At half-way through the Cancun talks, the Chairs of the two working groups have produced two new draft texts. There had been rumours and fears that a secret text was being drafted up that would be sprung on negotiators, but in the end, the two draft texts presented on Saturday night are supposed to be built on previous drafts as well as building on discussions that have ensued in Cancun during the first week of the talks.
As climate talks start in Cancún, the common refrain that pervades the media and some negotiators is of “low expectations.” I wonder whose expectations they are talking about. Do they think the one million people in the Bolivian city El Alto, who face increasingly chronic water shortages from the disappearance of glaciers, have low expectations? Do they think Pacific islanders whose homelands will soon disappear beneath the rising sea have low expectations? I believe that the majority of humanity demands and has high expectations that our political leaders should act to stop runaway climate change.
The reality is that the talk of “low expectations” is a ploy by a small group of industrialised countries to obscure their obligations to act. They are playing politics with the planet’s future. If the Cancún talks set sail with no wind, then no-one will be angered when they stall. Sadly, rather than express moral outrage, much of the media and even some environmental organisations have subscribed to this cynicism of the powerful. Links & References
Developing countries are protesting a new text proposed by the Chair of the negotiations which omits many of the options that they have fought hard for. A press release for the Plurinational State of Bolivia warns that Cancun Should Not Be Copenhagen Accord Part II.
Environmental NGOs from around the world announced today that they would be sending an open letter to the Mexican Government asking them to make sure the process in Cancun was transparent in accordance with UN rules and Indigenous Environmental Network made a statement of concern.
China and many other developing countries suggested during a meeting today that they were unhappy with the chair of the UN talks imposing a new negotiating text on countries. Although that is within UN rules, it was interpreted as a possible dangerous repeat of the Copenhagen debacle last year, when manycountries were excluded from consultations.
[...] The US, however, is maintaining that it wants to see the voluntary deal reached in Copenhagen last year become the basis of the talks. “More than 80 countries have targets. We are looking to build on those targets and to progress. We hope to get a long way with all the tracks,” said a state department spokesman.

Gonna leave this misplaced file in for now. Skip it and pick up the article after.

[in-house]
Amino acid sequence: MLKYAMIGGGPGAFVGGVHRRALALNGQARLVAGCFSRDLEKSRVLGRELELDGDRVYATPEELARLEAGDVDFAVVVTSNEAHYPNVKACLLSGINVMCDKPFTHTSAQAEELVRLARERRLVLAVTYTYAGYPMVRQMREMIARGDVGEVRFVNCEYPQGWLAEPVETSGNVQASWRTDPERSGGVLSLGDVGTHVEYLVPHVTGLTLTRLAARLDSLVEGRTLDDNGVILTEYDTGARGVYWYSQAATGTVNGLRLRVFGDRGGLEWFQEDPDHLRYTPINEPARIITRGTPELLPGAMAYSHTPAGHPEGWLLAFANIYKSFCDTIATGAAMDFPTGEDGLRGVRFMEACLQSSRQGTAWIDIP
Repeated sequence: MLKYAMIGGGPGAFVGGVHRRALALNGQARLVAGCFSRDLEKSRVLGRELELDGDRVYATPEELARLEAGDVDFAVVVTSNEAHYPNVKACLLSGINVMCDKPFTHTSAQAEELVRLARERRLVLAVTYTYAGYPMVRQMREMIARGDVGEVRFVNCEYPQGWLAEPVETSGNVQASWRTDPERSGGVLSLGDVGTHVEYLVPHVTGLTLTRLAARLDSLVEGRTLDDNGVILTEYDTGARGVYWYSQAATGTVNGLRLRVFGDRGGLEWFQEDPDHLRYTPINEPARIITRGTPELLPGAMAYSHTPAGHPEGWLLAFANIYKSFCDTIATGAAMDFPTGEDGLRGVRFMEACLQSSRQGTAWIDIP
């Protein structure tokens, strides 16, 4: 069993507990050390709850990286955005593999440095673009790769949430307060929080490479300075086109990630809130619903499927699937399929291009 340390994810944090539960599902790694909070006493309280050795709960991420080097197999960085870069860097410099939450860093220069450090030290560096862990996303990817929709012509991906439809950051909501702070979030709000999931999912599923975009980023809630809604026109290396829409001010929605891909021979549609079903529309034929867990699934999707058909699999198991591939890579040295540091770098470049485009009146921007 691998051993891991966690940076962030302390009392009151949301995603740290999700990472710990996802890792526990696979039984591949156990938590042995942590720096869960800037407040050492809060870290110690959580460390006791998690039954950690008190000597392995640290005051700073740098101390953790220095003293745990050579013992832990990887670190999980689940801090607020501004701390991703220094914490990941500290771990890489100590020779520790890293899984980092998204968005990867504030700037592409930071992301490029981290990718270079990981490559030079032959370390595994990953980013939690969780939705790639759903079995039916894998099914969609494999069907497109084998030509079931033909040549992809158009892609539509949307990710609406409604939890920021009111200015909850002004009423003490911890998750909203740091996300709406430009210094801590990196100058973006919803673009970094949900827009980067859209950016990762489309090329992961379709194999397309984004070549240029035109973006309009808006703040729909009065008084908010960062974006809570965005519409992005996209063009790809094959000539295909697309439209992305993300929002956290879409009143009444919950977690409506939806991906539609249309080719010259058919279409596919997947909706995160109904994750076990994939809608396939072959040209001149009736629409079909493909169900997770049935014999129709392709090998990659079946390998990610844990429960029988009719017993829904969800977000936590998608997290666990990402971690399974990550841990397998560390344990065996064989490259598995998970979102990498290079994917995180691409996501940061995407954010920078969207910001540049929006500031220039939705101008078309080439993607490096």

If you already have a low-impact lifestyle and want to step it up a level, turn your attention to your local council. Here’s how to get the authorities in your area to act
Getting the ball rolling
Your first step is to go to your council’s website and find out what it is already doing about climate change and sustainability issues. Is it among the low-carbon pioneers or a climate-denying laggard? All councils operate in response to multiple agendas and pressures, so unless there is an active interest from local people to serve as a counterweight to the power of special interests and central government, the chances are that your council isn’t doing very much. Links & References
Will support drain away from the movement once Americans get a whiff that they are being manipulated by big business and it is not the grassroots movement they believe it to be? If not, we can wave goodbye to Obama getting climate change legislation through congress.
Emily James abandoned a successful career in prime-time TV to direct a film about climate-change protesters. She takes Phil England behind the scenes of an unlikely action movie. (Image by Amelia Gregory).
In a tiny office in East London, Emily James waves her papers from Kent Police. The award-winning documentary maker is one of a number of people who have recently won compensation claims after the force admitted their policing operation for the 2008 Camp for Climate Action, next to Kingsnorth power station, was both “disproportionate” and “unlawful”.
After making a string of acclaimed films for Channel 4, James has now committed herself to a project which her former commissioning editors won’t touch with a bargepole. Her film Just Do It – Get off your arse and change the world! follows the frequently criminal exploits of people taking direct action on climate change, shadowing three organisations – Climate Rush, Climate Camp and Plane Stupid – as they strive to bring attention to their causes. Due for release early next year, it promises to be an unashamedly sympathetic portrait of the activist community by someone who has been given unprecedented levels of access… Links & References